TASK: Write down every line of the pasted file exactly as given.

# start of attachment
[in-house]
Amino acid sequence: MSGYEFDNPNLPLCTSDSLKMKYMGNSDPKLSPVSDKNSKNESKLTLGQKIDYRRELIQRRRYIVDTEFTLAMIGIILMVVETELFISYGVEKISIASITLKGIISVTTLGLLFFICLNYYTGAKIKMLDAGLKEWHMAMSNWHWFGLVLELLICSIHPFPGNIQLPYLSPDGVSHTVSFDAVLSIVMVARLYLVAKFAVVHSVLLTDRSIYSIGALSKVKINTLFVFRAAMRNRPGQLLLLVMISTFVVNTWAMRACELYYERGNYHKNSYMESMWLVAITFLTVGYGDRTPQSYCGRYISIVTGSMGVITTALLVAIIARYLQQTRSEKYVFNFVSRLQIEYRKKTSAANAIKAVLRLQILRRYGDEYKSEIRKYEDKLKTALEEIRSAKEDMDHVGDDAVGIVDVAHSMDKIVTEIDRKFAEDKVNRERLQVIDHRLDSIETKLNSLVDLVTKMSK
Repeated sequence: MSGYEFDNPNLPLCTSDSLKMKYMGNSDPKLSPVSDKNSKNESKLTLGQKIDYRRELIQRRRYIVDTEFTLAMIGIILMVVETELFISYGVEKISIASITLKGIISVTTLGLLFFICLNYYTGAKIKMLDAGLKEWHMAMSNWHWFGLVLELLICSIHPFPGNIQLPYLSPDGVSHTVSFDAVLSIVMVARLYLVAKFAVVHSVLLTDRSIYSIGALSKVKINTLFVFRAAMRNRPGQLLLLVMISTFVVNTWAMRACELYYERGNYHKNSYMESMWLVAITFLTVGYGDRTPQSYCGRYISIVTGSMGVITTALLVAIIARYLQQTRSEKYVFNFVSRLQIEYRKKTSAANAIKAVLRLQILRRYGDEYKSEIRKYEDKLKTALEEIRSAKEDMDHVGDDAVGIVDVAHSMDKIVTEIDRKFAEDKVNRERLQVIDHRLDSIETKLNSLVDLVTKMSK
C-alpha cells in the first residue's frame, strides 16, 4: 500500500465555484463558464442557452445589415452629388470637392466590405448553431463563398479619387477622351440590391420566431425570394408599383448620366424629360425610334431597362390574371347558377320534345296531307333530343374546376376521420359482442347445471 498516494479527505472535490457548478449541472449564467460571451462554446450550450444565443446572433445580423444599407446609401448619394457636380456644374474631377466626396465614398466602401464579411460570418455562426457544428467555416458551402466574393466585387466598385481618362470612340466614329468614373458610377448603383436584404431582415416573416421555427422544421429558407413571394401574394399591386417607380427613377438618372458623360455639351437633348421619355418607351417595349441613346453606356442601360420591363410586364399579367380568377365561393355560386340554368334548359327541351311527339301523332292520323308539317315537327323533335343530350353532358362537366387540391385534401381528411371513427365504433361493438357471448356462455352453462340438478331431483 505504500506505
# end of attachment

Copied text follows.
[in-house]
Amino acid sequence: MSGYEFDNPNLPLCTSDSLKMKYMGNSDPKLSPVSDKNSKNESKLTLGQKIDYRRELIQRRRYIVDTEFTLAMIGIILMVVETELFISYGVEKISIASITLKGIISVTTLGLLFFICLNYYTGAKIKMLDAGLKEWHMAMSNWHWFGLVLELLICSIHPFPGNIQLPYLSPDGVSHTVSFDAVLSIVMVARLYLVAKFAVVHSVLLTDRSIYSIGALSKVKINTLFVFRAAMRNRPGQLLLLVMISTFVVNTWAMRACELYYERGNYHKNSYMESMWLVAITFLTVGYGDRTPQSYCGRYISIVTGSMGVITTALLVAIIARYLQQTRSEKYVFNFVSRLQIEYRKKTSAANAIKAVLRLQILRRYGDEYKSEIRKYEDKLKTALEEIRSAKEDMDHVGDDAVGIVDVAHSMDKIVTEIDRKFAEDKVNRERLQVIDHRLDSIETKLNSLVDLVTKMSK
Repeated sequence: MSGYEFDNPNLPLCTSDSLKMKYMGNSDPKLSPVSDKNSKNESKLTLGQKIDYRRELIQRRRYIVDTEFTLAMIGIILMVVETELFISYGVEKISIASITLKGIISVTTLGLLFFICLNYYTGAKIKMLDAGLKEWHMAMSNWHWFGLVLELLICSIHPFPGNIQLPYLSPDGVSHTVSFDAVLSIVMVARLYLVAKFAVVHSVLLTDRSIYSIGALSKVKINTLFVFRAAMRNRPGQLLLLVMISTFVVNTWAMRACELYYERGNYHKNSYMESMWLVAITFLTVGYGDRTPQSYCGRYISIVTGSMGVITTALLVAIIARYLQQTRSEKYVFNFVSRLQIEYRKKTSAANAIKAVLRLQILRRYGDEYKSEIRKYEDKLKTALEEIRSAKEDMDHVGDDAVGIVDVAHSMDKIVTEIDRKFAEDKVNRERLQVIDHRLDSIETKLNSLVDLVTKMSK
C-alpha cells in the first residue's frame, strides 16, 4: 500500500465555484463558464442557452445589415452629388470637392466590405448553431463563398479619387477622351440590391420566431425570394408599383448620366424629360425610334431597362390574371347558377320534345296531307333530343374546376376521420359482442347445471 498516494479527505472535490457548478449541472449564467460571451462554446450550450444565443446572433445580423444599407446609401448619394457636380456644374474631377466626396465614398466602401464579411460570418455562426457544428467555416458551402466574393466585387466598385481618362470612340466614329468614373458610377448603383436584404431582415416573416421555427422544421429558407413571394401574394399591386417607380427613377438618372458623360455639351437633348421619355418607351417595349441613346453606356442601360420591363410586364399579367380568377365561393355560386340554368334548359327541351311527339301523332292520323308539317315537327323533335343530350353532358362537366387540391385534401381528411371513427365504433361493438357471448356462455352453462340438478331431483 505504500506505